Soldotna anthropologist Alan Boraas still remembers his first archeological find -- a red stone spear point from a 1966 dig by Mille Lacs Lake in Minnesota.
"I remember taking it to the director," Boraas said. "He said, 'That's about 2,000 years old.' That's probably what hooked me on archeology. I was thinking I was the first person who had touched it since the last one 2,000 years ago."
Boraas, professor of anthropology at Kenai Peninsula College in Soldotna, is well-known for his research into the culture, history and archeology of Cook Inlet peoples. He also is known for his work helping the late Peter Kalifornsky, one of the last fluent speakers of the Kenai dialect of Dena'ina, to publish his collection of Native stores, "A Dena'ina Legacy, K'tl'egh'i Sukdu: The Collected Writings of Peter Kalifornsky."
Among skiers and joggers, Boraas is known as one of several prime contributors to creation of the Tsalteshi Trails behind Skyview High School. Skiing is a passion, Boraas said, but there is more to it than that.
"We've been creating a transplant of another culture in the North -- schools, track, McDonald's, highways," he said. "I think we also have to meld that with the culture of the North. Skiing fits into that culture."
Boraas saw that idea as part of the curriculum when he coached the Skyview High School cross-country ski team.
"They were learning to be Northern people, embracing activities for all seasons," he said. "That's why I thought it was worth my time to do it. That's why I'm working on the trails."
No one develops a love-of-place sitting in front of a television, he said.
"You get it by outdoor activity, preferably shared with others," said Boraas, a 53-year-old with a neatly trimmed, graying beard, while sitting in an office crammed with books, papers and computer disks. "It's got to be outdoors. Otherwise, you may as well be in Southern California or Kansas."
In the corner stood projects he has let students make instead of writing term papers -- harpoons with toggled tips carved from antlers; a Dena'ina snowshoe shaped from area birch with stone tools and strung with sinews from a road-killed moose.
The walls were crowded, too -- a picture of Kalifornsky, a geological cross-section of Cook Inlet from Mount Spurr to the Kenai Mountains, a 1937 sketch of a deadfall trap, a newspaper photo of a high school cross country running race -- one of the first on the Tsalteshi Trails.
"I have that up because it's the energy of youth applied to the trails of a place," he said.
Making an impact
Sasha Lindgren, who worked seven years in the Kenaitze Indian Tribe cultural heritage program and now works as tribal enrollment officer, said Boraas' class on Cook Inlet anthropology is what led her to work for the Kenaitzes.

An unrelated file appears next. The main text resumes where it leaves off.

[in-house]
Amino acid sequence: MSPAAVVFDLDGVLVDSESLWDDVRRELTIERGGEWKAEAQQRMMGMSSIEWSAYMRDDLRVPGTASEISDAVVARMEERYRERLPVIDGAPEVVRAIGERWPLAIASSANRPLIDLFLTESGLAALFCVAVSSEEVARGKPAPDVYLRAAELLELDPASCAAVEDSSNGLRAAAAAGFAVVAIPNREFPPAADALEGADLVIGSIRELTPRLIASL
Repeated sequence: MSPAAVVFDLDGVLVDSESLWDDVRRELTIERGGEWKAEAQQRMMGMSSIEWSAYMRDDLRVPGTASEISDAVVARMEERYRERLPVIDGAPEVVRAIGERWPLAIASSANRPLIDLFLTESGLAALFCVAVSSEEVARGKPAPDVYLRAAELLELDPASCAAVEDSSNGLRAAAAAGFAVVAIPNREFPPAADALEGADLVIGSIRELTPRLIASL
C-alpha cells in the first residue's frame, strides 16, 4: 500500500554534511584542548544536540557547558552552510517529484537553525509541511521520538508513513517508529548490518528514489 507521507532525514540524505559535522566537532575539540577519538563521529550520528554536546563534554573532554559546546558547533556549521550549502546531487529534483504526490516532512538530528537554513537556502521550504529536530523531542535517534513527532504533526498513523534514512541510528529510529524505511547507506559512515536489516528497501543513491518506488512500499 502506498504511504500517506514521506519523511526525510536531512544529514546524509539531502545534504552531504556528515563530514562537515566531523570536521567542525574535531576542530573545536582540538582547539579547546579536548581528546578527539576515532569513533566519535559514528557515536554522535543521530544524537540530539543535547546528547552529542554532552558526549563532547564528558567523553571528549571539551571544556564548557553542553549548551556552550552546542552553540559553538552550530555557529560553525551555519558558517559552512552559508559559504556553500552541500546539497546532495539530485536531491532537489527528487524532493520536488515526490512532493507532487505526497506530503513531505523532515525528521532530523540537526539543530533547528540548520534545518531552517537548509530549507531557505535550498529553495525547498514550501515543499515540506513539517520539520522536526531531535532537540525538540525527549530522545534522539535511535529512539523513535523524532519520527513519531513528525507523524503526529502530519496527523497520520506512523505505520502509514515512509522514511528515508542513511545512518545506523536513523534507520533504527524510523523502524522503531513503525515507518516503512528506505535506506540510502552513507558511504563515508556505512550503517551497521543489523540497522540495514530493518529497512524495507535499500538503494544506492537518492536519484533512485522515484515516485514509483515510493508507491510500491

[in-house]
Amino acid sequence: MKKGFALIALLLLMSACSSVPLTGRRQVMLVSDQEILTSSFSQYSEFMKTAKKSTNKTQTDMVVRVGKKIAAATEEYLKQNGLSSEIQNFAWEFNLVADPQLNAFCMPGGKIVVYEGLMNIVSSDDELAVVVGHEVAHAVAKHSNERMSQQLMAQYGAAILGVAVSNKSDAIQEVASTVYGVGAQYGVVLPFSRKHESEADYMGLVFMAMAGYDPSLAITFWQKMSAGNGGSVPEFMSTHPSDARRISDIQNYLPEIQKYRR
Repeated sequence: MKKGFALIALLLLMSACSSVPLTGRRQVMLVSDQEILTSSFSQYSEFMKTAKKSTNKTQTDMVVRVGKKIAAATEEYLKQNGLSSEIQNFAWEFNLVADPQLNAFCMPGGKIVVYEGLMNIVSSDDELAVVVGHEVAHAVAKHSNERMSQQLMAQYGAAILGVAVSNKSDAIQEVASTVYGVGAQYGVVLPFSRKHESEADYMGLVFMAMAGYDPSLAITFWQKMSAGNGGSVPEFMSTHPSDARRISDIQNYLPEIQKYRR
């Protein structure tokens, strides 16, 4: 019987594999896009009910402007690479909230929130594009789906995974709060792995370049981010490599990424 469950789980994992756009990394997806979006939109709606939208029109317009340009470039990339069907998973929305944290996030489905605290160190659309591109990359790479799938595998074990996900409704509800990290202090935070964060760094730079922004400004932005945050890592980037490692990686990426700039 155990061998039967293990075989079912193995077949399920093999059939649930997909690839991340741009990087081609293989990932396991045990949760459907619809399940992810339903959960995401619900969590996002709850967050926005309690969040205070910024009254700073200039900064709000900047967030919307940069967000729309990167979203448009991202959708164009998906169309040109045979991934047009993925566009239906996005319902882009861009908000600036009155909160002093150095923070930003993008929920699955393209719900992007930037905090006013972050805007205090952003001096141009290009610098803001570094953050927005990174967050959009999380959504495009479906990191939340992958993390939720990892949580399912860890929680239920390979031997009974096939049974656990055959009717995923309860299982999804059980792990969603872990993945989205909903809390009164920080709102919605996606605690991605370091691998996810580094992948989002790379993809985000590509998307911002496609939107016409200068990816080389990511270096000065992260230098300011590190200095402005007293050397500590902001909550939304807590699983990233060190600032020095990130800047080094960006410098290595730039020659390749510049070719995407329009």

"Alan is the one who said our language needs to become the literary language for the peninsula, just like Gaelic is the literary language for Ireland," she said. "Isn't that a beautiful thought?"
Boraas' research has corrected many misconceptions about Native people, she said, and he has shown the utmost respect for the people he works with.
"What's happened with me, because of the research he has done, is that a lot of the things I discounted that my grandmother told me, he has proved are true," she said.
The tribe hired Boraas to help with its response to the Native American Graves Protection and Repatriation Act, she said.
"He brought a physical anthropologist from the University of Alaska Anchorage to say why there are physical anthropologists, and why, if there are Native graves, it's important to study them," Lindgren said. "He brought a physical anthropologist from Sweden who has done work in Sweden studying her ancestors."
Boraas is now helping the tribe to develop a program to teach the Dena'ina language, she said.
The early path
Boraas grew up on a wheat farm in northwest Minnesota. After graduating from high school, he enrolled at the University of Minnesota in Minneapolis, took an anthropology class on a whim and loved it. When he asked his adviser about an advertisement for a summer archeological helper, though, he was told the school usually hired graduate students, not freshmen.
"But he didn't say no, so I kept checking," Boraas said. "I kept asking if there was anything I could read or study that would help me if I did get the job."
He studied, and in April, his adviser offered him work at an archeological site at Mille Lacs. The team used hand tools to dig but moved the dirt away with heavy equipment.
"Growing up on a farm, I could run the tractor and equipment, which a lot of the
students couldn't," he said. "I was the only one who could start the tractor."
Boraas worked that project for two summers, then spent a summer with an on-call team investigating archeological finds such as sites discovered at construction projects. In 1969, he graduated with a bachelor of arts in anthropology and a minor in geology.
He had vague ideas of pursuing a higher degree. The first university catalog he found on the shelf with the As was for the University of Alaska. The cover photo was of the Fairbanks campus with trees in fall colors.
"I just decided I was going to go there," he said. "So, I packed everything I owned in an old Chevy pickup and headed for Alaska."
He said he had to talk his way in, because his Minnesota grades were not that good.
"I was something of a rebel. I studied only what I wanted to study" he said.
UAF let him in on probation, he said, and he realized he had better shape up his academic act.
"I've never gotten anything but an A since," he said.
He spent a year at Fairbanks and worked that summer with a university team scouting for archeological sites along the route for the coming trans-Alaska pipeline. Then, his professor recommended he transfer to a bigger school. He picked the University of Toronto, where he earned a master of arts in anthropology in 1971.
Returning to Alaska, he landed in Soldotna. He had little money, he said, and he lived at the city campground because it was inexpensive.